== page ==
After 8 Year Fight, Time Warner Cable To Carry NFL Network
Now that the National Football League has locked in its broadcast deals for the next eight years, the league owned NFL Network has brought to an end an even longer running drama by finally contracting for carriage on Time Warner Cable, it was jointly announced Friday by Time Warner Cable and the NFL.
The deal is for multiple years, but a league spokesman said they would not be more specific about how many years the contract runs, or any of the terms.
The agreement comes a month after the NFL Network also finally arraigned to be carried on Cablevision, which had been another longtime hold out. Both Cablevision and Time Warner, the second largest U.S. cable system operator, had balked at the price the league wanted and could not agree on what tier of service it would be carried on until now. SNL Kagan has reported in the past that the NFL Network commands a fee of about 95 centers per subscriber per month.
The two cable giants are important because they dominated the New York (Cablevision) and Los Angeles (Time Warner) markets, the two largest in the U.S. The NFL Network is now on all major cable system operators reaching the bulk of American television homes in all major markets. Time Warner Cable (which was spun off from Time Warner and is a seperate company) has about 12 million subscribers in the U.S.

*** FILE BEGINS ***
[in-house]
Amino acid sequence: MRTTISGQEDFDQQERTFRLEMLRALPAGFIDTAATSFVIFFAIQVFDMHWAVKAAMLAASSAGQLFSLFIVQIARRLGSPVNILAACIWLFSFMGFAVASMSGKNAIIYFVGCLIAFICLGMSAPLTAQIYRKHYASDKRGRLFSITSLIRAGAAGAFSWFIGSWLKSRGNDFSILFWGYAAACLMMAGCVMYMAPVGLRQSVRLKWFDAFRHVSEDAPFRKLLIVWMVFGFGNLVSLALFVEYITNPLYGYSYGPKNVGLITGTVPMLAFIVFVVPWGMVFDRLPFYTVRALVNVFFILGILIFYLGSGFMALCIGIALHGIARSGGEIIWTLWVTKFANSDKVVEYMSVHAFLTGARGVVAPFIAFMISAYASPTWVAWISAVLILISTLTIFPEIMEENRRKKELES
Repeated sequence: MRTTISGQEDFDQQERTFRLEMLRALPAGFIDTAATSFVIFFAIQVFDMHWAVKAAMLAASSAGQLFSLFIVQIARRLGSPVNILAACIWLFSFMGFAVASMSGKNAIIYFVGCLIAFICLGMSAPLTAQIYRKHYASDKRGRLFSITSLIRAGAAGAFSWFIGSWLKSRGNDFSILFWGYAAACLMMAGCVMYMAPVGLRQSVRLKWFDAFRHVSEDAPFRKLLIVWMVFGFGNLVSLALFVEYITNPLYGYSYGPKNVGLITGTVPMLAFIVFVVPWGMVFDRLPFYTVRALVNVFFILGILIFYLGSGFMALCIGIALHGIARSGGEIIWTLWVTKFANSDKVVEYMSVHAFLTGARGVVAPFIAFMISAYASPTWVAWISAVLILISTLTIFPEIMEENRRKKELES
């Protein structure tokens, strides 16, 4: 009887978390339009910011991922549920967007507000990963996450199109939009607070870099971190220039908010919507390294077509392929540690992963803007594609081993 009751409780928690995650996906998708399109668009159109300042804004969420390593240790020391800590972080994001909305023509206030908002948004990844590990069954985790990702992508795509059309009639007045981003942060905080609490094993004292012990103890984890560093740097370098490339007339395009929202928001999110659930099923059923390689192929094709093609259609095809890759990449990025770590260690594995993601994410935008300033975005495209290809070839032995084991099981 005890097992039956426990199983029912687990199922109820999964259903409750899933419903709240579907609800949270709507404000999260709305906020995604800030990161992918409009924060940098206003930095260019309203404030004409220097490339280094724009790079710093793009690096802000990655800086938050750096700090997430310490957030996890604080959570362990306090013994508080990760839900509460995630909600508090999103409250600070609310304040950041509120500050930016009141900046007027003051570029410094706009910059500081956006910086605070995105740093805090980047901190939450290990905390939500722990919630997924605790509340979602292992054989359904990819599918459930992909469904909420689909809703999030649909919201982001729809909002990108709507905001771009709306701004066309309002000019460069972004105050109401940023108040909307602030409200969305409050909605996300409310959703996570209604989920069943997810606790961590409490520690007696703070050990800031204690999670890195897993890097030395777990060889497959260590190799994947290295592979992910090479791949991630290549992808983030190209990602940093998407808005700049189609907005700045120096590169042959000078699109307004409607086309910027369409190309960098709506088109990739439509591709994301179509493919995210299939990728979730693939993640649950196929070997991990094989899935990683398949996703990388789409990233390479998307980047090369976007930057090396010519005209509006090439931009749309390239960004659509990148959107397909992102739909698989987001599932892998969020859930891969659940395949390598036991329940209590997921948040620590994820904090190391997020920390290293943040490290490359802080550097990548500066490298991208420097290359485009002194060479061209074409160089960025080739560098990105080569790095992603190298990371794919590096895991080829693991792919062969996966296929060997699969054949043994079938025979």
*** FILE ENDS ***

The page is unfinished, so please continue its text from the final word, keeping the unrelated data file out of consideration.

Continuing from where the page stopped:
It appears that after eight years of discussions which bore no fruit that not having the NFL Network was becoming a competitive disadvantage for the big cable system operators at a time they are fighting to hold market share against satellite, online and over the top operators (who sell signals to consumers in various ways in markets where cable has been king until now).
One thing which increased the league’s clout is that under its new broadcast contracts signed late last year it was able to almost double the number of Thursday night games carried exclusively on the NFL Network to 13 this year. The The NFL Network and its NFL RedZone will debut on Time Warner Sept. 23, and will then carry the Cleveland Browns game against the Baltimore Ravens Sept. 27.
The NFL Network, in addition to the Thursday games during the season, operates around the clock offering GameDay shows, NFL pre-season games, the Senor Bowl, coverage of the NFL Draft, the NFL Pro Football Hall of Fame ceremony, and such shows as NFL Total Access, NFL Films programming, Top 10, Playbook, NFL Replay, NFL Classic Games, Sound FX, America's Game and more.
NFL RedZone, produced by the NFL Network, has coverage from every NFL game every Sunday during the season. When a team goes inside the Red Zone (the 20 yard liine), fans see the key plays live. The channel switches from game to game on game days.
Time Warner Cable was also negotiating on behalf of the Bright House, the sixth largest MSO in the U.S., as it does on other big program agreements. Bright House will follow the same roll out schedule as Time Warner.
The NFL Network will be be on Time Warner’s digital basic tier which has about 175 HD channels, and on its Sports Pass tier. RedZone will be on the SportsPass tier which already offers NHL Network (if there are any games in a season threatened by a strike), the Big Ten Network and the Tennis Channel.
Bloomberg News first reported the deal before it was announced.